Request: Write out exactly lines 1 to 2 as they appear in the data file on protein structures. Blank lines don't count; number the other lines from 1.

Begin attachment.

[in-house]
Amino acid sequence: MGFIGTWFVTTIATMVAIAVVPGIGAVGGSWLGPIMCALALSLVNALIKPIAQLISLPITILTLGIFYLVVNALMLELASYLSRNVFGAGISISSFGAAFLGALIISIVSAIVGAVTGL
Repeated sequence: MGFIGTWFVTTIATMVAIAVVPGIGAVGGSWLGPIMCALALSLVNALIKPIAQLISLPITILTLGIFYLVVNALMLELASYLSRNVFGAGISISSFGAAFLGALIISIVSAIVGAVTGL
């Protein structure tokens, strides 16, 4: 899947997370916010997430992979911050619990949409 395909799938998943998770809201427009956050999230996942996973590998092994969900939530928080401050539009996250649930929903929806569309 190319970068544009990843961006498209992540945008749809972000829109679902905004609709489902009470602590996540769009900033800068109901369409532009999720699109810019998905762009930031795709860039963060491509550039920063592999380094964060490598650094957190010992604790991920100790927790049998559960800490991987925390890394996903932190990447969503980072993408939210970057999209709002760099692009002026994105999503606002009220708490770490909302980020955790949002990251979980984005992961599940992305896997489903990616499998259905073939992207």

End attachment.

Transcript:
[in-house]
Amino acid sequence: MGFIGTWFVTTIATMVAIAVVPGIGAVGGSWLGPIMCALALSLVNALIKPIAQLISLPITILTLGIFYLVVNALMLELASYLSRNVFGAGISISSFGAAFLGALIISIVSAIVGAVTGL